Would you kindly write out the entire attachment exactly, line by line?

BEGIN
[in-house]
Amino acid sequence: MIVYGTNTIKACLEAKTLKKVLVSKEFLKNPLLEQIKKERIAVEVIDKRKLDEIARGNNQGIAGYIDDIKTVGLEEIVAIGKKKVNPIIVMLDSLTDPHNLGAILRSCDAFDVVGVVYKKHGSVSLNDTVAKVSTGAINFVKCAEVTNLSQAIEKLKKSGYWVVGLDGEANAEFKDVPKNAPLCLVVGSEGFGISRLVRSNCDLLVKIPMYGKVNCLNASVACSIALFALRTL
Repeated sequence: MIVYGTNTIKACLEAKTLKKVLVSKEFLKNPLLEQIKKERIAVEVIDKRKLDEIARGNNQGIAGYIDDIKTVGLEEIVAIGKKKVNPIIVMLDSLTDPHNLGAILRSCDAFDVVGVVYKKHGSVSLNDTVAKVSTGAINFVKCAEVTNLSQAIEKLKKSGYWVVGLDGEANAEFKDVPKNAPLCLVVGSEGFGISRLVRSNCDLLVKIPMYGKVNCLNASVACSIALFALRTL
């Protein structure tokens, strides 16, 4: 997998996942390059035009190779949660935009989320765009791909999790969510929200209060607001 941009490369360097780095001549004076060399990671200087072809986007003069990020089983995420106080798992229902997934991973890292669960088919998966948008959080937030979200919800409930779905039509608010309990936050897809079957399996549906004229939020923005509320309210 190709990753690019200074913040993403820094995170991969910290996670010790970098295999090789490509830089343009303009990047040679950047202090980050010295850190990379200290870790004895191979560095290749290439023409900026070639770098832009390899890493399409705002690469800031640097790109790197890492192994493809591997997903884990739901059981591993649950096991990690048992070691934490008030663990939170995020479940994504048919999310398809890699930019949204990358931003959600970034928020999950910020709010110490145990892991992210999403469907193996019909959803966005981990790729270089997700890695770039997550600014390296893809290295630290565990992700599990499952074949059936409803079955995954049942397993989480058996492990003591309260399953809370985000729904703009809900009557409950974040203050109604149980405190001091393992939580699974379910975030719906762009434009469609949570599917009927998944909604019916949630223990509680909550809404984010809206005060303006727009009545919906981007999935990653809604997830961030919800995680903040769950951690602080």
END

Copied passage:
[in-house]
Amino acid sequence: MIVYGTNTIKACLEAKTLKKVLVSKEFLKNPLLEQIKKERIAVEVIDKRKLDEIARGNNQGIAGYIDDIKTVGLEEIVAIGKKKVNPIIVMLDSLTDPHNLGAILRSCDAFDVVGVVYKKHGSVSLNDTVAKVSTGAINFVKCAEVTNLSQAIEKLKKSGYWVVGLDGEANAEFKDVPKNAPLCLVVGSEGFGISRLVRSNCDLLVKIPMYGKVNCLNASVACSIALFALRTL
Repeated sequence: MIVYGTNTIKACLEAKTLKKVLVSKEFLKNPLLEQIKKERIAVEVIDKRKLDEIARGNNQGIAGYIDDIKTVGLEEIVAIGKKKVNPIIVMLDSLTDPHNLGAILRSCDAFDVVGVVYKKHGSVSLNDTVAKVSTGAINFVKCAEVTNLSQAIEKLKKSGYWVVGLDGEANAEFKDVPKNAPLCLVVGSEGFGISRLVRSNCDLLVKIPMYGKVNCLNASVACSIALFALRTL
């Protein structure tokens, strides 16, 4: 997998996942390059035009190779949660935009989320765009791909999790969510929200209060607001 941009490369360097780095001549004076060399990671200087072809986007003069990020089983995420106080798992229902997934991973890292669960088919998966948008959080937030979200919800409930779905039509608010309990936050897809079957399996549906004229939020923005509320309210 190709990753690019200074913040993403820094995170991969910290996670010790970098295999090789490509830089343009303009990047040679950047202090980050010295850190990379200290870790004895191979560095290749290439023409900026070639770098832009390899890493399409705002690469800031640097790109790197890492192994493809591997997903884990739901059981591993649950096991990690048992070691934490008030663990939170995020479940994504048919999310398809890699930019949204990358931003959600970034928020999950910020709010110490145990892991992210999403469907193996019909959803966005981990790729270089997700890695770039997550600014390296893809290295630290565990992700599990499952074949059936409803079955995954049942397993989480058996492990003591309260399953809370985000729904703009809900009557409950974040203050109604149980405190001091393992939580699974379910975030719906762009434009469609949570599917009927998944909604019916949630223990509680909550809404984010809206005060303006727009009545919906981007999935990653809604997830961030919800995680903040769950951690602080």